I need to start this piece with a disclaimer: I'm not qualified to write a life-changing, instructive piece about tidying up. Inside my ankle boots, you'll usually find a pair of mismatched socks. Look in any of my handbags and there will be a hefty layer of random receipts and year-old train tickets. I've been known to keep my passport in the same drawer as my tights, and I own 13 European plug adaptors because I can never find one when I'm about to head to the airport.
However, I moved flats in December, bought Marie Kondo's The Life-Changing Magic of Tidying Up, did a car boot sale, sold three things on Depop, sent 12 bags to a charity shop, three to SmartWorks, one to a recycling bin and halved my wardrobe. I'm sure my handbags will continue to be filled with a bizarre paper trail, and today I've got odd socks concealed under my Chelsea boots, but there are several lessons I learned from my ruthless cull that will change how I dress and consume fashion for years.
Feeling Guilty Isn't a Reason to Keep Things
I held onto items that didn't suit me for so long because I felt guilty. I felt guilty I wasted the money, that I didn't appreciate a thoughtful present enough and that I'd be getting rid of memories I should be holding onto for when I'm older. The latter made me keep a T-shirt from my university rowing club for eight years. I was a member of said club for six weeks.
Marie Kondo's method says that you should hold onto your items one by one and see if they "spark joy." You should only keep the things that make you happy — and if they don't spark joy, you should say thank you and goodbye to them, offloading this feeling of guilt. I didn't say thank you to the clothes I discarded because I'm way too British for that. But I did learn that you can appreciate something without having space for it anymore.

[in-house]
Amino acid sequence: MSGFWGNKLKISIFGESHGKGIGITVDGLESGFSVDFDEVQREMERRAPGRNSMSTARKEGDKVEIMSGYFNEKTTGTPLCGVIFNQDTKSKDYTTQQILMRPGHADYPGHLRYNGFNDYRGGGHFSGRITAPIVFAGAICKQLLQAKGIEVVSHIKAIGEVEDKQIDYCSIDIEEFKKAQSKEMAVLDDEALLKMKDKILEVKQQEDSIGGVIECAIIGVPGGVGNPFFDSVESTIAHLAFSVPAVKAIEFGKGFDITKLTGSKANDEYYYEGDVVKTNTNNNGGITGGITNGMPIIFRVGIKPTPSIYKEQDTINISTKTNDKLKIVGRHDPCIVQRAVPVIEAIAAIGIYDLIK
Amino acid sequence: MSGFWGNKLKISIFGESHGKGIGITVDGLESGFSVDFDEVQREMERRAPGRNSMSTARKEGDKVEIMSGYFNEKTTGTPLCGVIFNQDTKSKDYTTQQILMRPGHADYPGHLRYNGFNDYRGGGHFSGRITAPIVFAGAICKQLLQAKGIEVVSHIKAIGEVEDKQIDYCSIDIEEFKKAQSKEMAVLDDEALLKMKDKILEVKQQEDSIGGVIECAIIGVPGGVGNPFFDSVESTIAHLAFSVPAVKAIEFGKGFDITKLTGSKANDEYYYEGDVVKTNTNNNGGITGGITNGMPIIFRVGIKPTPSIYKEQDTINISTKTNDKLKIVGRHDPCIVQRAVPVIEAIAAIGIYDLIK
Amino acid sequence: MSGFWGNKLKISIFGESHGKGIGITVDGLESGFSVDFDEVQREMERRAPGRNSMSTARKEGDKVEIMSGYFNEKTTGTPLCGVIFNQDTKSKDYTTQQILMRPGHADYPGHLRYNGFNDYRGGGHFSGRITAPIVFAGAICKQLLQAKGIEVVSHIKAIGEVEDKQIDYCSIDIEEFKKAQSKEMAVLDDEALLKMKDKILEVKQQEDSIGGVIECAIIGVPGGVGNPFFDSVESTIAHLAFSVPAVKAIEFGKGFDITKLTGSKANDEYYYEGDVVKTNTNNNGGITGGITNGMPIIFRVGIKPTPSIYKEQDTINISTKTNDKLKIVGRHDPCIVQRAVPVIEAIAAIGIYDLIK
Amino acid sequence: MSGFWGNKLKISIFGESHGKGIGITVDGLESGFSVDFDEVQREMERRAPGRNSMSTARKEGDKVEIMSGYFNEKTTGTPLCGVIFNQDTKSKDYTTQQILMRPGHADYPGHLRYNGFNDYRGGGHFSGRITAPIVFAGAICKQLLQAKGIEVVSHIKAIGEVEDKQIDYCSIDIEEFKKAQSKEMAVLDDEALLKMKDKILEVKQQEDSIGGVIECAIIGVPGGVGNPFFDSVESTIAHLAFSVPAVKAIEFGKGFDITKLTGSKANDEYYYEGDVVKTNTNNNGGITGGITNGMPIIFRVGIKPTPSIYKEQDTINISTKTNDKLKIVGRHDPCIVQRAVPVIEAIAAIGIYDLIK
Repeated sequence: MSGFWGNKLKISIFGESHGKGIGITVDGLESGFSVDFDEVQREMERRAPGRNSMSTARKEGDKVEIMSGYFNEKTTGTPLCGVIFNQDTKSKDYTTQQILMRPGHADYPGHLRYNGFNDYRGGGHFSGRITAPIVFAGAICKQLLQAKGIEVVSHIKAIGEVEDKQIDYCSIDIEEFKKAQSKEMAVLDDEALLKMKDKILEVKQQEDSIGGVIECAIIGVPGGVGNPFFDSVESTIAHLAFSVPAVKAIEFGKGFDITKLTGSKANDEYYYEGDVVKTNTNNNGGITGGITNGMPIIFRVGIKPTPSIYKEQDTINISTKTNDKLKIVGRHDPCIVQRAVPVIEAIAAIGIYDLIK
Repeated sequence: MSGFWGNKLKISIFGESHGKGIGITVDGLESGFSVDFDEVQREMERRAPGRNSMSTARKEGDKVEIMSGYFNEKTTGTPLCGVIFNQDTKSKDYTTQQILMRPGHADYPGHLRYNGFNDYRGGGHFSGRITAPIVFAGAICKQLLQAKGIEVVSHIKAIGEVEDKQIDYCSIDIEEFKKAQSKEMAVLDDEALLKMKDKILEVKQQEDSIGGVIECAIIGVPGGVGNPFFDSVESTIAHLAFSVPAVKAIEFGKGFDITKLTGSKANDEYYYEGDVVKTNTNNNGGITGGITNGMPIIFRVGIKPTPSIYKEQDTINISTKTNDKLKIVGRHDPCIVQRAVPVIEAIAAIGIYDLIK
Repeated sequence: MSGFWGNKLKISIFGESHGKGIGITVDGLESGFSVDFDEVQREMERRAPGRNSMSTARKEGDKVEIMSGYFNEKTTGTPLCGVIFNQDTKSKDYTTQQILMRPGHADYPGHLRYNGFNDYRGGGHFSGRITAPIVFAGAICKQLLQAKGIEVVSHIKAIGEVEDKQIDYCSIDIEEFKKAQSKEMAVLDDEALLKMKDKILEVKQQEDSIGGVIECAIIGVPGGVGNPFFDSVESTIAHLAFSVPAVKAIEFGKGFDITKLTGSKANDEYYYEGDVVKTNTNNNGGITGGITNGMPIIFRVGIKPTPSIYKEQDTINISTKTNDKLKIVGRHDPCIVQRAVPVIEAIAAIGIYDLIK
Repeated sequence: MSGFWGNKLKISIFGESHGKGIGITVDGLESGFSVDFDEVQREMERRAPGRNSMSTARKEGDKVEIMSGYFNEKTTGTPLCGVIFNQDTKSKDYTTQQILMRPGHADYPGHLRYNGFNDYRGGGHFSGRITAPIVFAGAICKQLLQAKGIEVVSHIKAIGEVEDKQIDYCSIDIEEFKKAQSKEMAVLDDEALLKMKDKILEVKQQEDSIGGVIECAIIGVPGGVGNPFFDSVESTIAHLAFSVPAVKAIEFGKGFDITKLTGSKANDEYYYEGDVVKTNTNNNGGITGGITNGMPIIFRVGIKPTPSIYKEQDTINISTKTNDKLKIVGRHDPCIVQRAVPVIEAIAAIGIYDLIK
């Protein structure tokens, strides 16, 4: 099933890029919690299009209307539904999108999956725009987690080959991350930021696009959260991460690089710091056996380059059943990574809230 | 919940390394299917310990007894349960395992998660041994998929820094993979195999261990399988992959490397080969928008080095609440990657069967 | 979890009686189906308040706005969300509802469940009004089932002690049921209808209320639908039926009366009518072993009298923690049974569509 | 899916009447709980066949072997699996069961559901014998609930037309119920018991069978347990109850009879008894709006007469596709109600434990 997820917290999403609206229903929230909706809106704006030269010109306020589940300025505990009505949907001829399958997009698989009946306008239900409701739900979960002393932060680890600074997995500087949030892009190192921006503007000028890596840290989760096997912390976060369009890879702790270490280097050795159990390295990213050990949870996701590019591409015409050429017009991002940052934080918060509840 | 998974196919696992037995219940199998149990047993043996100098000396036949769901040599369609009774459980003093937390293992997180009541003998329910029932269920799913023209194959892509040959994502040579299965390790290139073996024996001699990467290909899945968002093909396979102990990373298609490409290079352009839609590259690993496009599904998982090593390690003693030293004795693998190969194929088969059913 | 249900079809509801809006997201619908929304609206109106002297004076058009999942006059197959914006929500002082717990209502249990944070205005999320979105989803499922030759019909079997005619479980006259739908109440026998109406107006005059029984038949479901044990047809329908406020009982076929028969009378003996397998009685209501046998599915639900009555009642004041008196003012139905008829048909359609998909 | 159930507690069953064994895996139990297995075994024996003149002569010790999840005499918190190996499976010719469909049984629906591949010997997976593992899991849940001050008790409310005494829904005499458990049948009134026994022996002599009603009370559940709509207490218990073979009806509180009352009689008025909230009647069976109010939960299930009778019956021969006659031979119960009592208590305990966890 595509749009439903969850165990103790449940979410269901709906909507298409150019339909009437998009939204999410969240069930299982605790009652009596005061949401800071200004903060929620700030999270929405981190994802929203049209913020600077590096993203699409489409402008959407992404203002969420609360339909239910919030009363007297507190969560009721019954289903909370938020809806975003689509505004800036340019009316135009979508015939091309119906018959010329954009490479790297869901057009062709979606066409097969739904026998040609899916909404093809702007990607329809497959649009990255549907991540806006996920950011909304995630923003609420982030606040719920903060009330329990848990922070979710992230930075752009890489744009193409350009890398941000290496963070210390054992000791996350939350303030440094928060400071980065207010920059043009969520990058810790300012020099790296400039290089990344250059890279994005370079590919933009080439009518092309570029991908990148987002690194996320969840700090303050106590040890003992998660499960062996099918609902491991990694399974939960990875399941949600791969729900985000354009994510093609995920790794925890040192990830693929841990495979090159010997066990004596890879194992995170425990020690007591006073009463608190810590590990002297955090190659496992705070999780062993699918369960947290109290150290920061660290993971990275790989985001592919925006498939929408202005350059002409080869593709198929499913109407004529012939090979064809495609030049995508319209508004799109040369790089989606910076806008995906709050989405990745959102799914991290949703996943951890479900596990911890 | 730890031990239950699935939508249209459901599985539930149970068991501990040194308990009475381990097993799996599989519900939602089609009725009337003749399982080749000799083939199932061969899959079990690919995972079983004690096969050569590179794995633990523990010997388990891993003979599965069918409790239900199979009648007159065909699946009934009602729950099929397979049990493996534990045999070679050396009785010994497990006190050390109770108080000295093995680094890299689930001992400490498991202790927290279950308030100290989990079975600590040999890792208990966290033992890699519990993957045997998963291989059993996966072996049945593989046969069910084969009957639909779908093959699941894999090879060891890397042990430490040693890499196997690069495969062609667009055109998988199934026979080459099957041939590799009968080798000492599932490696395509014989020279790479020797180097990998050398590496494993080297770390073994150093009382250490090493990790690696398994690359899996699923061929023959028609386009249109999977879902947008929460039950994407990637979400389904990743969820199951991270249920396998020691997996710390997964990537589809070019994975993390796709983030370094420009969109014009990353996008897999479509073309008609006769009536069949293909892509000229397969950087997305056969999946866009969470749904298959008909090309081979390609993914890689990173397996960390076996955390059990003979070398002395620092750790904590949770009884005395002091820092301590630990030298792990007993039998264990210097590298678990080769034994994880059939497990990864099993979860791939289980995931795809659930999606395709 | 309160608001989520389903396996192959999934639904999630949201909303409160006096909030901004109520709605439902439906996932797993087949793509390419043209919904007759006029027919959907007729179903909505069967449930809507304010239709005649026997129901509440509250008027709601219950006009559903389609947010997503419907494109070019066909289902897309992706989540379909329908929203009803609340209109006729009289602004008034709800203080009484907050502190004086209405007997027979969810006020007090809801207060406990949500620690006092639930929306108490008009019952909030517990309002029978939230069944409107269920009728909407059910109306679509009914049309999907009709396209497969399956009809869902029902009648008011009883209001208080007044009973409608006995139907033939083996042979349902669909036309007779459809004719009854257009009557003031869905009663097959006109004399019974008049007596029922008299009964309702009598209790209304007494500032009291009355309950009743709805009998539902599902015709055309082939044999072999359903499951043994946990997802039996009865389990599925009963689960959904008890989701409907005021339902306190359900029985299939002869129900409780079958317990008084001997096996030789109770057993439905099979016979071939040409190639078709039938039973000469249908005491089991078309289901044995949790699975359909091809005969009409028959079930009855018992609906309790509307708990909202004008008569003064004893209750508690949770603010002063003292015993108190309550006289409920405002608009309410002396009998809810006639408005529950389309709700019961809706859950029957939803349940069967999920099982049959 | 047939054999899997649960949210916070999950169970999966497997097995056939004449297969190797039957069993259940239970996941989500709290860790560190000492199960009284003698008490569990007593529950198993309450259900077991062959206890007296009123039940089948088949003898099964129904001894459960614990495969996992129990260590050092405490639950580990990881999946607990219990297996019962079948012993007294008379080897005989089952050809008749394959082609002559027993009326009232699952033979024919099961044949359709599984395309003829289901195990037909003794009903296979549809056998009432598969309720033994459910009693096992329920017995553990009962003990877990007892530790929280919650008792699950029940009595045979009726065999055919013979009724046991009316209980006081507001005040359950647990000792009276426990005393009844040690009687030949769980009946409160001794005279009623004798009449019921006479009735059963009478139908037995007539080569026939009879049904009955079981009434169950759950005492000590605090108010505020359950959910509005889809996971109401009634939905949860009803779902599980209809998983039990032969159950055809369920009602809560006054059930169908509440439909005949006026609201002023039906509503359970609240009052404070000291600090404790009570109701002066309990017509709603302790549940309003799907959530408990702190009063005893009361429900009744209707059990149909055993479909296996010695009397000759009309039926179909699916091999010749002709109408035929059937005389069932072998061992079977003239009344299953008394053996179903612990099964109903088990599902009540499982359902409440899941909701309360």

One thing that really helped me to overcome this feeling of guilt was to donate pieces to SmartWorks—the charity that dresses and coaches women before job interviews and gives them a capsule workwear wardrobe when they get the job. I had a Zara tote I once wore every day but was no longer my go-to. A leather clutch bag that for years had felt too good to get rid off. So perhaps the secret to culling supposedly special items lies in knowing that they're going somewhere great to live their second life.
At one quick glance you can see that jackets, dresses and knitwear are the things I wear the most.
Some things were an easy decision. I don’t need all the dust bags tucked away in random boxes or the 20 scruffy canvas tote bags I had lining the bottom of my wardrobe. Other things were harder, such as a pair of Sophia Webster shoes (a size too small) I bought in a sample sale four years ago and were one of the most beautiful things I owned. I had decided they'd be my display shoes instead of shoes I'd wear, but all the excited messages I got about them on Depop made me realise it’s better someone owns them who can actually put her toes inside them without screaming.
The hardest thing for me to grasp was that if I don’t wear or love something enough, it doesn’t matter what brand it is or how much I loved it five years ago. I had a velvet cropped Tommy Hilfiger jumper I agonized over buying as it was a real splurge for me and I wore it constantly in my early 20s, but it just felt too young for me to wear now. I was still so unsure about whether I should let it go as I packed it into the suitcase for my carboot, but I sold it to a girl who was so excited and surprised to have found it among the rail.
I Want to See Everything in My Wardrobe